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Latter-day Saint president to speak at NAACP national convention

By Liesl Nielsen, KSL.com | Posted - Jul 17th, 2019 @ 8:31pm



SALT LAKE CITY — For the last 18 months, top leaders of The Church of Jesus Christ of Latter-day Saints have worked to make the church’s partnership with the National Association for the Advancement of Colored People a “high priority,” according to a news release from the church.

The two groups met in early 2018 and customized the church’s self-reliance materials and programs for education and employment initiatives across the United States. Presidents of both organizations then called for racial and ethnic harmony during a press conference following the meeting.

On Wednesday, the church announced that President Russell M. Nelson, leader of The Church of Jesus Christ of Latter-day Saints, will speak Sunday at the 110th national convention of the NAACP in Detroit, Michigan.

“I’m honored to have (the church) stand in unity with the NAACP to advance equality and justice for all,” NAACP president and CEO Derrick Johnson said in a prepared statement. “We must recognize and accept the importance of creating amity with those that are raising the consciousness of this nation — the church is committed to doing just that.”

A member of the Seventy, a top governing body in the church, spoke at the convention last year. In February, the church donated $2 million to the new International African American Museum to support the creation of the museum’s Center for Family History.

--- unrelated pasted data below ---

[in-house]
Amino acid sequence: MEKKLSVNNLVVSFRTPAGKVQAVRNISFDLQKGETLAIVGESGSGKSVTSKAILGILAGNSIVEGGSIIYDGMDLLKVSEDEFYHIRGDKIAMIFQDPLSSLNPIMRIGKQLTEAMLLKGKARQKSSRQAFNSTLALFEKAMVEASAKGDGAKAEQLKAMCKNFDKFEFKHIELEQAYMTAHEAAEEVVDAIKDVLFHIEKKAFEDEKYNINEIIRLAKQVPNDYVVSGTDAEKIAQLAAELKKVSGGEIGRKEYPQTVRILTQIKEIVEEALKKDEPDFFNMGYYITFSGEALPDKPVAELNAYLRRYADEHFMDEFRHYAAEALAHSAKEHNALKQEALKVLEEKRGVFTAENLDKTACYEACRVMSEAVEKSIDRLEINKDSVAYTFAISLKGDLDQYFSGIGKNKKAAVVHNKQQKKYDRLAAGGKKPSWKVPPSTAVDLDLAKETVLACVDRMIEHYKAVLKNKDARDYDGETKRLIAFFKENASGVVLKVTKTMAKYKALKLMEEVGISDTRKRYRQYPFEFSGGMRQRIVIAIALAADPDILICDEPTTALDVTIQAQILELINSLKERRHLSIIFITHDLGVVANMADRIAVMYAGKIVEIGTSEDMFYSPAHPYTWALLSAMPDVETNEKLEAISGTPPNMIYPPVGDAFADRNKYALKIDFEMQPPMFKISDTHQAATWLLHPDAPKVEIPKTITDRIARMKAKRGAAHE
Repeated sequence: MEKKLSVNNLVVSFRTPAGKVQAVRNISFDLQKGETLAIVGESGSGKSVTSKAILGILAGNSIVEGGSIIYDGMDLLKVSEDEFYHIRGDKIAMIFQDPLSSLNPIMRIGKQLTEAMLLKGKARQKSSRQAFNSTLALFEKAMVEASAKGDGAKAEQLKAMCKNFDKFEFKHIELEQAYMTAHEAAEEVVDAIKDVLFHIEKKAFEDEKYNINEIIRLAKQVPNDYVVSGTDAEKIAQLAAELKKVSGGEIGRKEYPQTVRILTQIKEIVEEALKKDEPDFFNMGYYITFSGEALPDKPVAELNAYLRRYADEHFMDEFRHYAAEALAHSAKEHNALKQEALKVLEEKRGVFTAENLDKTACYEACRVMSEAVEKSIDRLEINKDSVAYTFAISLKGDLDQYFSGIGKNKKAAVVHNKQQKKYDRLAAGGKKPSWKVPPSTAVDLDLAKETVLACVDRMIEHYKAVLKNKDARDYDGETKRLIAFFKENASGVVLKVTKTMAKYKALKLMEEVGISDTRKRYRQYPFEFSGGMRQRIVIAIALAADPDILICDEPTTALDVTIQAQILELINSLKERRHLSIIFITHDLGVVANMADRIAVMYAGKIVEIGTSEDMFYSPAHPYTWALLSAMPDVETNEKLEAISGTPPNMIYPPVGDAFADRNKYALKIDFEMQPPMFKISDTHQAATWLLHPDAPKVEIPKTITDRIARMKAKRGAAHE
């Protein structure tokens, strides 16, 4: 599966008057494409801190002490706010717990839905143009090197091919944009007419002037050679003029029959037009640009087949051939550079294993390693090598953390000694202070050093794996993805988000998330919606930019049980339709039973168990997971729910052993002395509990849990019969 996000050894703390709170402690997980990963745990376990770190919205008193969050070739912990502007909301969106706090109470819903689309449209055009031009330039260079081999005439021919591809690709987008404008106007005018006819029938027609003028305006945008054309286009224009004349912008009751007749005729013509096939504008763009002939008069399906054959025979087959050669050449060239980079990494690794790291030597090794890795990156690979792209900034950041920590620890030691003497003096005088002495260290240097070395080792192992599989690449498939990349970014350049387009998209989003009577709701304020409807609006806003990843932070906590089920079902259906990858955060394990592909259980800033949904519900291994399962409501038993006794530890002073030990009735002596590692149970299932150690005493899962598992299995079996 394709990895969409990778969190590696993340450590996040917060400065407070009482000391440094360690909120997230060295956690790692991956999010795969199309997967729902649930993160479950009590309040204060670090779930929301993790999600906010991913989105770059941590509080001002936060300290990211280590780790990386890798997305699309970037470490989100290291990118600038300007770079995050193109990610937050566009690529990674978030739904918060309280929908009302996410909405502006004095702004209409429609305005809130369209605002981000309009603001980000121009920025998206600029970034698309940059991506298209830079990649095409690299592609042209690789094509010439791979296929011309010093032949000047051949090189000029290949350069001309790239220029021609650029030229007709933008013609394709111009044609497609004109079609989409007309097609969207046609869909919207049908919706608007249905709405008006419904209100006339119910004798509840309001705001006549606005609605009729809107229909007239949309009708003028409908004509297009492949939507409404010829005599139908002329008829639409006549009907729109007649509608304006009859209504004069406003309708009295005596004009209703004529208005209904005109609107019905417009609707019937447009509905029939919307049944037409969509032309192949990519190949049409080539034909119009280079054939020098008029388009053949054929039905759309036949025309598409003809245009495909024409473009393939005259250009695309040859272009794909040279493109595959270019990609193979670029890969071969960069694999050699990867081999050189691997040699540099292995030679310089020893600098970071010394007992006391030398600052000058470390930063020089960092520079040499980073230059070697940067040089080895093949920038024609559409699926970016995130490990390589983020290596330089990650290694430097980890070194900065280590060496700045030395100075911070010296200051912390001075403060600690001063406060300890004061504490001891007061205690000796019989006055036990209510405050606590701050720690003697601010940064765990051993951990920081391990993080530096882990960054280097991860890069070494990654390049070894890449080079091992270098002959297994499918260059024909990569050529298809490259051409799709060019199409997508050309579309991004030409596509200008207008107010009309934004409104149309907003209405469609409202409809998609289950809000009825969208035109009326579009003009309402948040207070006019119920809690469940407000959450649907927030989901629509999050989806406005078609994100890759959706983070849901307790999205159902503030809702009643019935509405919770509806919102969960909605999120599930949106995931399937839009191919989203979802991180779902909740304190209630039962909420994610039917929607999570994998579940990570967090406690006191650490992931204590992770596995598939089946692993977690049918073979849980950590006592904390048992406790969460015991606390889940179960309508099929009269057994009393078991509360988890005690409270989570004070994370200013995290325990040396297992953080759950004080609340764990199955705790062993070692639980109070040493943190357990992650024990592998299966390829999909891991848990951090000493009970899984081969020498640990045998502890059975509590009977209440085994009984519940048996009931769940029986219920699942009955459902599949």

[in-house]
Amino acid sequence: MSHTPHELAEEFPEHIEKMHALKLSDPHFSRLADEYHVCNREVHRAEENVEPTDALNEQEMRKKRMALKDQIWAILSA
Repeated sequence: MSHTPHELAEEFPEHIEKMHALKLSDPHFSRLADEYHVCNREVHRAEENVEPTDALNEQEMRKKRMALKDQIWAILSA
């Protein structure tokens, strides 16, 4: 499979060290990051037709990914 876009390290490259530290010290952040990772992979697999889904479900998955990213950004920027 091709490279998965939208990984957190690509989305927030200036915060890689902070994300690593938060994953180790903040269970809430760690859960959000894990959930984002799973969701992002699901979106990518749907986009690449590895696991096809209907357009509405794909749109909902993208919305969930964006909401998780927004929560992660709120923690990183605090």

President Nelson “has made clear in word and deed his desire to be a bridge builder with all peoples, faiths, cultures and communities,” the news release reads.

“Only the comprehension of the true Fatherhood of God can bring full appreciation of the true brotherhood of men and the true sisterhood of women. … That understanding inspires us with passionate desire to build bridges of cooperation instead of walls of segregation,” President Nelson said during a celebration of diversity that marked the 40th anniversary of a change in church policy.

In 1978, the church ended a 126-year-old policy that prohibited black male members of African descent from holding the priesthood — a privilege faithful members of the church believe is the power and authority to act in the name of God. The policy change also ended a restriction on black members from participating in certain Latter-day Saint temple ceremonies.

Liesl Nielsen

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